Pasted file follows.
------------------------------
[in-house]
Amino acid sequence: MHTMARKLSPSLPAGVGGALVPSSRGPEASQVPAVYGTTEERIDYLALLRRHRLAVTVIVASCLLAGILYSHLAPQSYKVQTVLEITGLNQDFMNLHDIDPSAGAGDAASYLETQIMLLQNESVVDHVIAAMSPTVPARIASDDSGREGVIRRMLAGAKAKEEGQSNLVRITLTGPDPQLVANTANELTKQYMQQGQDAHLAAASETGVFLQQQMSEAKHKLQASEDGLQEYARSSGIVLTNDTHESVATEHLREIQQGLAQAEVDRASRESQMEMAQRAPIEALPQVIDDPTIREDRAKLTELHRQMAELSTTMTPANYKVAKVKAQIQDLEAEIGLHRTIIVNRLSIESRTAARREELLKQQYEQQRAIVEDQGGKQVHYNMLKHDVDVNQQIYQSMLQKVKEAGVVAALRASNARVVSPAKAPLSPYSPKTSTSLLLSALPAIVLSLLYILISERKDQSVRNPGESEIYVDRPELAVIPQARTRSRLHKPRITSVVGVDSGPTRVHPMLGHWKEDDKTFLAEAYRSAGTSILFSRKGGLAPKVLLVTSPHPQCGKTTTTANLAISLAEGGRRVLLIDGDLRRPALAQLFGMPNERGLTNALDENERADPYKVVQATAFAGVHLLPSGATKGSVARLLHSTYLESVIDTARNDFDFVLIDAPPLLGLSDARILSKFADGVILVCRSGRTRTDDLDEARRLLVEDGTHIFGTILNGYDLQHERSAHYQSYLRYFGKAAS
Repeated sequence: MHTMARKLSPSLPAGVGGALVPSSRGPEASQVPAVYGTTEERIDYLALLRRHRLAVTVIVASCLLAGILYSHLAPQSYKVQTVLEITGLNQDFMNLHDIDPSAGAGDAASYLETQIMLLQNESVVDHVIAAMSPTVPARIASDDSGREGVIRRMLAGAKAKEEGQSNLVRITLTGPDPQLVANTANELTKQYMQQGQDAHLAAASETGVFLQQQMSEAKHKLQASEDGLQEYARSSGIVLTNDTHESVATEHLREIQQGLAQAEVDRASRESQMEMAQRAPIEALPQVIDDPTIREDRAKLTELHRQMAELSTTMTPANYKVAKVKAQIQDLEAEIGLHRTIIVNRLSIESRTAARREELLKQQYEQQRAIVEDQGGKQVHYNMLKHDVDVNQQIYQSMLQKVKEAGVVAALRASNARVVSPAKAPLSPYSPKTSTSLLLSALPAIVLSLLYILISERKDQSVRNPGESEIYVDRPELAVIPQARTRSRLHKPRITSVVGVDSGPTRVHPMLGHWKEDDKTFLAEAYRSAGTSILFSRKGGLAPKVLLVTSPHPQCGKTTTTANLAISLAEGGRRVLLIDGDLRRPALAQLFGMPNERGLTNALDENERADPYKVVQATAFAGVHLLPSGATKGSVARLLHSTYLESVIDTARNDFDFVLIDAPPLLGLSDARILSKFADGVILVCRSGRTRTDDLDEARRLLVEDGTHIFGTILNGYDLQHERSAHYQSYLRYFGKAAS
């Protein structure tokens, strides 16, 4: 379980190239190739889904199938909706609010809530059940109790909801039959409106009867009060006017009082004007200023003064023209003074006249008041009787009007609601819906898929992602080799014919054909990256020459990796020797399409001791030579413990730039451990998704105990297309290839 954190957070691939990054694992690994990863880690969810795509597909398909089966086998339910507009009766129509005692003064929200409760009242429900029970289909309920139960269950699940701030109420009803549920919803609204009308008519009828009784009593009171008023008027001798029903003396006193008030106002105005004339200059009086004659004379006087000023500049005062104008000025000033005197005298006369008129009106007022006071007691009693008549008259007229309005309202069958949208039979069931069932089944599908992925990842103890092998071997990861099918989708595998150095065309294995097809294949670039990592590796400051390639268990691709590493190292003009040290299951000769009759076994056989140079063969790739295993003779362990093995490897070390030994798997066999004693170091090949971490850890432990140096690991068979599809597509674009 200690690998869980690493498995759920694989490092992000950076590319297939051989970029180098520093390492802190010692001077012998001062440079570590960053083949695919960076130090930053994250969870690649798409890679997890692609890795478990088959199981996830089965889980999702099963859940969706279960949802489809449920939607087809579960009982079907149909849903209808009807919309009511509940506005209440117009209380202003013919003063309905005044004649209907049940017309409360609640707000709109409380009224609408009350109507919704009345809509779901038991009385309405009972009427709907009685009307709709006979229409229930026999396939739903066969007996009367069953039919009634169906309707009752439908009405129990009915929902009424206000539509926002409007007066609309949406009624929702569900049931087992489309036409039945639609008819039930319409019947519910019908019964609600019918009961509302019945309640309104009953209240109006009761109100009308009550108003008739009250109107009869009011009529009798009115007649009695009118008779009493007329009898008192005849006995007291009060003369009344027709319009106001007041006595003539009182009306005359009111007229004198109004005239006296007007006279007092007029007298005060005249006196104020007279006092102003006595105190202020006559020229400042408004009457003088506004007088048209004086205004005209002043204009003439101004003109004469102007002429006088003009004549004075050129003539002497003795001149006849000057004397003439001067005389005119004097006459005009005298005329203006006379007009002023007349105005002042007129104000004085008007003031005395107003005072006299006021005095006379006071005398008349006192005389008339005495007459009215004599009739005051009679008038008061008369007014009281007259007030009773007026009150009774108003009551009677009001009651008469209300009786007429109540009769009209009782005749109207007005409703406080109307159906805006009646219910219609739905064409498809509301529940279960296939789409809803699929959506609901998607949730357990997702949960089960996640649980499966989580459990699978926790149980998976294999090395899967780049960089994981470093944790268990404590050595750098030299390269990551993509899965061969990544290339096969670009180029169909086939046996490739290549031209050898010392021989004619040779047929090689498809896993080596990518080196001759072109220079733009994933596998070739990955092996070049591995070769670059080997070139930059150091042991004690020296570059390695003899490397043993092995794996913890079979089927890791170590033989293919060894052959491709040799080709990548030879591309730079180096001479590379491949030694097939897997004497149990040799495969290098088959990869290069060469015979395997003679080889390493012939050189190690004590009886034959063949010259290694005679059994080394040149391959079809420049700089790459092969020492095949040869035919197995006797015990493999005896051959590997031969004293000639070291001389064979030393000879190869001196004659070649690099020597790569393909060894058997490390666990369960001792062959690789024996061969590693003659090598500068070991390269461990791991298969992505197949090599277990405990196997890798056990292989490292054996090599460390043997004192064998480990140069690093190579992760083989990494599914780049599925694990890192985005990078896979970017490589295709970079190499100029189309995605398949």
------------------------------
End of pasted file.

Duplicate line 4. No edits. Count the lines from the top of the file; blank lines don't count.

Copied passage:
């Protein structure tokens, strides 16, 4: 379980190239190739889904199938909706609010809530059940109790909801039959409106009867009060006017009082004007200023003064023209003074006249008041009787009007609601819906898929992602080799014919054909990256020459990796020797399409001791030579413990730039451990998704105990297309290839 954190957070691939990054694992690994990863880690969810795509597909398909089966086998339910507009009766129509005692003064929200409760009242429900029970289909309920139960269950699940701030109420009803549920919803609204009308008519009828009784009593009171008023008027001798029903003396006193008030106002105005004339200059009086004659004379006087000023500049005062104008000025000033005197005298006369008129009106007022006071007691009693008549008259007229309005309202069958949208039979069931069932089944599908992925990842103890092998071997990861099918989708595998150095065309294995097809294949670039990592590796400051390639268990691709590493190292003009040290299951000769009759076994056989140079063969790739295993003779362990093995490897070390030994798997066999004693170091090949971490850890432990140096690991068979599809597509674009 200690690998869980690493498995759920694989490092992000950076590319297939051989970029180098520093390492802190010692001077012998001062440079570590960053083949695919960076130090930053994250969870690649798409890679997890692609890795478990088959199981996830089965889980999702099963859940969706279960949802489809449920939607087809579960009982079907149909849903209808009807919309009511509940506005209440117009209380202003013919003063309905005044004649209907049940017309409360609640707000709109409380009224609408009350109507919704009345809509779901038991009385309405009972009427709907009685009307709709006979229409229930026999396939739903066969007996009367069953039919009634169906309707009752439908009405129990009915929902009424206000539509926002409007007066609309949406009624929702569900049931087992489309036409039945639609008819039930319409019947519910019908019964609600019918009961509302019945309640309104009953209240109006009761109100009308009550108003008739009250109107009869009011009529009798009115007649009695009118008779009493007329009898008192005849006995007291009060003369009344027709319009106001007041006595003539009182009306005359009111007229004198109004005239006296007007006279007092007029007298005060005249006196104020007279006092102003006595105190202020006559020229400042408004009457003088506004007088048209004086205004005209002043204009003439101004003109004469102007002429006088003009004549004075050129003539002497003795001149006849000057004397003439001067005389005119004097006459005009005298005329203006006379007009002023007349105005002042007129104000004085008007003031005395107003005072006299006021005095006379006071005398008349006192005389008339005495007459009215004599009739005051009679008038008061008369007014009281007259007030009773007026009150009774108003009551009677009001009651008469209300009786007429109540009769009209009782005749109207007005409703406080109307159906805006009646219910219609739905064409498809509301529940279960296939789409809803699929959506609901998607949730357990997702949960089960996640649980499966989580459990699978926790149980998976294999090395899967780049960089994981470093944790268990404590050595750098030299390269990551993509899965061969990544290339096969670009180029169909086939046996490739290549031209050898010392021989004619040779047929090689498809896993080596990518080196001759072109220079733009994933596998070739990955092996070049591995070769670059080997070139930059150091042991004690020296570059390695003899490397043993092995794996913890079979089927890791170590033989293919060894052959491709040799080709990548030879591309730079180096001479590379491949030694097939897997004497149990040799495969290098088959990869290069060469015979395997003679080889390493012939050189190690004590009886034959063949010259290694005679059994080394040149391959079809420049700089790459092969020492095949040869035919197995006797015990493999005896051959590997031969004293000639070291001389064979030393000879190869001196004659070649690099020597790569393909060894058997490390666990369960001792062959690789024996061969590693003659090598500068070991390269461990791991298969992505197949090599277990405990196997890798056990292989490292054996090599460390043997004192064998480990140069690093190579992760083989990494599914780049599925694990890192985005990078896979970017490589295709970079190499100029189309995605398949």